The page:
Over the past fifteen years, SADC countries have made unprecedented progress in the fight against Malaria, decreasing deaths from Malaria by half
THE NORTHERN Cape Department of Health is set to intensify its awareness campaign regarding Malaria in the Province.
According to a statement issued by the department, an appeal was made by Southern Africa Development Community (SADC) for the Province to promote the “ZERO Malaria Starts with Me” campaign that aims to keep malaria high on the political agenda, mobilise additional resources, and empower communities to take ownership of malaria prevention, treatment and care.
“Malaria is a life-threatening disease caused by parasites that are transmitted to people through the bites of infected anopheles’ mosquitoes, which generally bite at night. It is preventable, treatable and curable. In response to the rising cases of Malaria in the region, countries across southern Africa are stepping up commitments to eliminate this disease by 2030,” spokesperson for the Northern Cape Department of Health, Lebogang Majaha, said.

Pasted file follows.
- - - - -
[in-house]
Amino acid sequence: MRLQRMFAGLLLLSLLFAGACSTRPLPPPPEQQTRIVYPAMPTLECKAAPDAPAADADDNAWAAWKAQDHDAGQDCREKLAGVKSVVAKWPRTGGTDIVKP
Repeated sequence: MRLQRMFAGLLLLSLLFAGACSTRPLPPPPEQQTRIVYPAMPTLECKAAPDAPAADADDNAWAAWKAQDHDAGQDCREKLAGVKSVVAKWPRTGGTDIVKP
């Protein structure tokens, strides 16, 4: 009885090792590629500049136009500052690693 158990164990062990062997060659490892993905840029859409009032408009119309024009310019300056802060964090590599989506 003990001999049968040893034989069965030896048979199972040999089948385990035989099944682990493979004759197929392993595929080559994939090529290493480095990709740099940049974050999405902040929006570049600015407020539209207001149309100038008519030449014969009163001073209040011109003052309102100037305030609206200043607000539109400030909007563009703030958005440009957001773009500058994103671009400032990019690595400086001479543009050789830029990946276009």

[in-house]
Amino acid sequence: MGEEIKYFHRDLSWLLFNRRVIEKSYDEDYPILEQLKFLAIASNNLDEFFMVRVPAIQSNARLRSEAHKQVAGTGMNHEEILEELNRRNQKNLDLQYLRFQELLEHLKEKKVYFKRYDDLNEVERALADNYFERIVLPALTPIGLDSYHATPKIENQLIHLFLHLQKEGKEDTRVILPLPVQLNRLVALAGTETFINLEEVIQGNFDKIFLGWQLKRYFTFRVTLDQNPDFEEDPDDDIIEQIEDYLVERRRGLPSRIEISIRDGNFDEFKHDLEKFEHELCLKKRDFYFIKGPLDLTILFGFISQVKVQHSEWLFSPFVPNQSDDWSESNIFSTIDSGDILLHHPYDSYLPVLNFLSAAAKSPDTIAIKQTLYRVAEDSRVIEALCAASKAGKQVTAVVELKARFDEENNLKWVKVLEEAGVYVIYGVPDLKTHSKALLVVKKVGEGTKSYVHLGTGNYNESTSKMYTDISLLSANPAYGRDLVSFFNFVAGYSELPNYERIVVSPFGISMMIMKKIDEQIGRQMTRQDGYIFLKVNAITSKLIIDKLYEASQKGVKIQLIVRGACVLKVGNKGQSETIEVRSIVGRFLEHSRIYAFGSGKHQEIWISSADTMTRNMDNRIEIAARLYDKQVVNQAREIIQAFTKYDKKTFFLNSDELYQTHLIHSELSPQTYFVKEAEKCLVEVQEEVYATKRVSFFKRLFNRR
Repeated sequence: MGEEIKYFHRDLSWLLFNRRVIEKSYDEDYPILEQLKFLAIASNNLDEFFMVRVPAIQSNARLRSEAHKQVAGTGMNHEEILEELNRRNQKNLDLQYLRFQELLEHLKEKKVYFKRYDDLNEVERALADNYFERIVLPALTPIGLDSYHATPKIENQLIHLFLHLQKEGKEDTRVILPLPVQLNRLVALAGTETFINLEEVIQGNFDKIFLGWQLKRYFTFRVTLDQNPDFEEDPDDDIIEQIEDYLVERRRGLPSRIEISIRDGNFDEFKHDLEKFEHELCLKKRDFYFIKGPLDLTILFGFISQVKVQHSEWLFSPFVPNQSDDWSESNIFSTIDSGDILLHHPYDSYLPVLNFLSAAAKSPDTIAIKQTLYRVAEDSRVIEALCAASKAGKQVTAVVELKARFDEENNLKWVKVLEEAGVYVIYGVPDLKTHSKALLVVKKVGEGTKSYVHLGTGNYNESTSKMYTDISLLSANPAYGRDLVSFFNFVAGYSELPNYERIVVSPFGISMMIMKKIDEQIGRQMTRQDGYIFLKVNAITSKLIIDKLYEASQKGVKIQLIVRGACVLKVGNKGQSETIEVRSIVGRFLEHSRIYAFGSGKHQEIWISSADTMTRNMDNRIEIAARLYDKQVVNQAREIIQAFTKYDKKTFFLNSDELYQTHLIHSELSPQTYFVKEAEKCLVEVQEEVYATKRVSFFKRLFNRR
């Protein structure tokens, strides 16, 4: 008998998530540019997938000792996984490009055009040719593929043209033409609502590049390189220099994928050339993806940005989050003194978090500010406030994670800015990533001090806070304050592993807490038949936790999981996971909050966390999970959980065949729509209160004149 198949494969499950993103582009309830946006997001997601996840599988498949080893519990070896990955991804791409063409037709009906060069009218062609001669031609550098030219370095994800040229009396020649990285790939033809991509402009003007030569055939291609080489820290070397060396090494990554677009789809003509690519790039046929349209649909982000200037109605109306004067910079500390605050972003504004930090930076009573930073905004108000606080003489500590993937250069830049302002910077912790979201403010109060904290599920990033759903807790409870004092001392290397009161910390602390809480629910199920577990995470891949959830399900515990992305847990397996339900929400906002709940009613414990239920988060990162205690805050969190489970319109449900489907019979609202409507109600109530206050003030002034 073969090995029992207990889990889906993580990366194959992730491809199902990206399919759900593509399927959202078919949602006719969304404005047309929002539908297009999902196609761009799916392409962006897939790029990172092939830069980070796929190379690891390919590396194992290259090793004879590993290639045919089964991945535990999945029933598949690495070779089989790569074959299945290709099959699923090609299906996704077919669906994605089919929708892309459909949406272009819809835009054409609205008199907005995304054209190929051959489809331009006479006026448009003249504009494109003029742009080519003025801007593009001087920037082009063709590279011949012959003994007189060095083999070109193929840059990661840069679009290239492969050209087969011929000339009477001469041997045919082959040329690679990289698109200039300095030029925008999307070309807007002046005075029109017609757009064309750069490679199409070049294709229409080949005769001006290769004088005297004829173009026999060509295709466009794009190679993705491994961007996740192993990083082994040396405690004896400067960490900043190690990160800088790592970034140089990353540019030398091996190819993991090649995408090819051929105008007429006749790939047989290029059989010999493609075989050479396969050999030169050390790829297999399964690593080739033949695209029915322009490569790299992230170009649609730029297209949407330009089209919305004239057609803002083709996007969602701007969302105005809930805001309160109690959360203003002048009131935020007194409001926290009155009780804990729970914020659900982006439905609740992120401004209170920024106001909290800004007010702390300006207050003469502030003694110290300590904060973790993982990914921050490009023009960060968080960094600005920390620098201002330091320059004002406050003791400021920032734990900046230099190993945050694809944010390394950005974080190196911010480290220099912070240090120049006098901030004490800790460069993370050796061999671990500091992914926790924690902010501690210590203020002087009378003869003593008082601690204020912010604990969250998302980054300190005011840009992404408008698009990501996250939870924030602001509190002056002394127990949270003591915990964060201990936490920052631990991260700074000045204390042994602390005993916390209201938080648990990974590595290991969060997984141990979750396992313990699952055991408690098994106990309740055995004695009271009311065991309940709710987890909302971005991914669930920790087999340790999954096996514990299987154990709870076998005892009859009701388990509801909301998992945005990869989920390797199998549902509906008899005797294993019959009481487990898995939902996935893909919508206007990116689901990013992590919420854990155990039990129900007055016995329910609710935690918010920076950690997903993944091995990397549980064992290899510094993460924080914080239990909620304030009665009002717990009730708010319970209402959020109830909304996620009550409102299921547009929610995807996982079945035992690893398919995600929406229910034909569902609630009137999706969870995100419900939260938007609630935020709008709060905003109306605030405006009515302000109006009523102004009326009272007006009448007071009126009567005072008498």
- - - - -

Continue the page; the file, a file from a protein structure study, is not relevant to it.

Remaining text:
Malaria is one of the most pressing health issues facing sub-Saharan Africa, with around 90% of all malaria cases and deaths worldwide occurring in Africa. In 2016, there were more than 47 million cases in the SADC region alone, primarily among children under the age of five.
Over the past fifteen years, SADC countries have made unprecedented progress in the fight against Malaria, decreasing deaths from Malaria by half.
However, a number of countries in the region have seen a recent increase in cases. According to the African Leaders Malaria Alliance (ALMA), which maintains a quarterly scorecard to track national progress on Malaria, four countries in the SADC region are considered off-track and progress in seven additional countries is considered at risk.
Majaha pointed out that while the Northern Cape was not Malaria endemic, proactive programmes were initiated by the department’s environmental health unit to prevent the re-introduction of Malaria in the province.
“The department conducts two Malaria campaigns per year, targeting northern parts of our province,” he said.
“The campaign focuses primarily in the ZF Mgcawu District, wherein vector surveillance is performed on a quarterly basis, as well as identifying breeding places in an area of 400 metres around Upington International Airport to prevent any cases of Malaria due to mosquitoes imported by aircrafts upon arrival from Malaria endemic areas.”
Communities are also urged to be cautious and vigilant at all times, as Malaria can be fatal if not diagnosed and treated at an early stage.